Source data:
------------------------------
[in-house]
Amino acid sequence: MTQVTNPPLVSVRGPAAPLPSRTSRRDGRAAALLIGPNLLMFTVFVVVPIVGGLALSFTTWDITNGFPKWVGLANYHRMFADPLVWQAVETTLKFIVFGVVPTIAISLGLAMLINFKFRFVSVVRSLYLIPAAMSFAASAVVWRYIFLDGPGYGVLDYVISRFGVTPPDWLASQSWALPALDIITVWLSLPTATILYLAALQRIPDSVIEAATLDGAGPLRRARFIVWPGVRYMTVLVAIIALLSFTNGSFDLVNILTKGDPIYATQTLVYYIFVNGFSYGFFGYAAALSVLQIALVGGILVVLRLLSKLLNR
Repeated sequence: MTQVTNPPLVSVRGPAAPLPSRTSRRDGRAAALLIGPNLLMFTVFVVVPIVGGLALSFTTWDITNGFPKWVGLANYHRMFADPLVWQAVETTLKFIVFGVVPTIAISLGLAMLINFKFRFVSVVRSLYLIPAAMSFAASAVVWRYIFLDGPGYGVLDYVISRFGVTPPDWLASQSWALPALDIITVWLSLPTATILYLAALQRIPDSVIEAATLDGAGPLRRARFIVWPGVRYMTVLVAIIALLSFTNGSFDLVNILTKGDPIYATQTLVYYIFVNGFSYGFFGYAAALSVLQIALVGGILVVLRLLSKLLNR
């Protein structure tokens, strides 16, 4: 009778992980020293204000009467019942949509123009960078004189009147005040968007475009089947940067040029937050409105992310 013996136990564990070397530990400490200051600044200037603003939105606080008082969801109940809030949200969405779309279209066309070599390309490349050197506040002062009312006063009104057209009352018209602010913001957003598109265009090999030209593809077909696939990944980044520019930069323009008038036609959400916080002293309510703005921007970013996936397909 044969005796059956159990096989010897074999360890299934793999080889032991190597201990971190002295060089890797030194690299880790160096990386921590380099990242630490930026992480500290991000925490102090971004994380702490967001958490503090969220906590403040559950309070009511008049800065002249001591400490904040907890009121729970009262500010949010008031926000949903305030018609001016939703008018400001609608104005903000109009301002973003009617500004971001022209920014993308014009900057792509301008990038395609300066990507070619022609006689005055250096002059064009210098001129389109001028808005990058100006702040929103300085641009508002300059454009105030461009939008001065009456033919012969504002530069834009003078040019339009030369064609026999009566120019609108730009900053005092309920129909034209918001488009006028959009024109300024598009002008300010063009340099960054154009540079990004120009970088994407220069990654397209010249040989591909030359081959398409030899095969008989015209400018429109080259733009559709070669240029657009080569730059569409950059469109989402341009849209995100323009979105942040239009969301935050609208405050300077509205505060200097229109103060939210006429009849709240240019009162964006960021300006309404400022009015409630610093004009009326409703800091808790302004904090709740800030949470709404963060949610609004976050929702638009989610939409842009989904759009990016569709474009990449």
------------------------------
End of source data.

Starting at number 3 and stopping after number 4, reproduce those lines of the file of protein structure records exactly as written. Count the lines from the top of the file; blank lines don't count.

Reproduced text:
Repeated sequence: MTQVTNPPLVSVRGPAAPLPSRTSRRDGRAAALLIGPNLLMFTVFVVVPIVGGLALSFTTWDITNGFPKWVGLANYHRMFADPLVWQAVETTLKFIVFGVVPTIAISLGLAMLINFKFRFVSVVRSLYLIPAAMSFAASAVVWRYIFLDGPGYGVLDYVISRFGVTPPDWLASQSWALPALDIITVWLSLPTATILYLAALQRIPDSVIEAATLDGAGPLRRARFIVWPGVRYMTVLVAIIALLSFTNGSFDLVNILTKGDPIYATQTLVYYIFVNGFSYGFFGYAAALSVLQIALVGGILVVLRLLSKLLNR
């Protein structure tokens, strides 16, 4: 009778992980020293204000009467019942949509123009960078004189009147005040968007475009089947940067040029937050409105992310 013996136990564990070397530990400490200051600044200037603003939105606080008082969801109940809030949200969405779309279209066309070599390309490349050197506040002062009312006063009104057209009352018209602010913001957003598109265009090999030209593809077909696939990944980044520019930069323009008038036609959400916080002293309510703005921007970013996936397909 044969005796059956159990096989010897074999360890299934793999080889032991190597201990971190002295060089890797030194690299880790160096990386921590380099990242630490930026992480500290991000925490102090971004994380702490967001958490503090969220906590403040559950309070009511008049800065002249001591400490904040907890009121729970009262500010949010008031926000949903305030018609001016939703008018400001609608104005903000109009301002973003009617500004971001022209920014993308014009900057792509301008990038395609300066990507070619022609006689005055250096002059064009210098001129389109001028808005990058100006702040929103300085641009508002300059454009105030461009939008001065009456033919012969504002530069834009003078040019339009030369064609026999009566120019609108730009900053005092309920129909034209918001488009006028959009024109300024598009002008300010063009340099960054154009540079990004120009970088994407220069990654397209010249040989591909030359081959398409030899095969008989015209400018429109080259733009559709070669240029657009080569730059569409950059469109989402341009849209995100323009979105942040239009969301935050609208405050300077509205505060200097229109103060939210006429009849709240240019009162964006960021300006309404400022009015409630610093004009009326409703800091808790302004904090709740800030949470709404963060949610609004976050929702638009989610939409842009989904759009990016569709474009990449």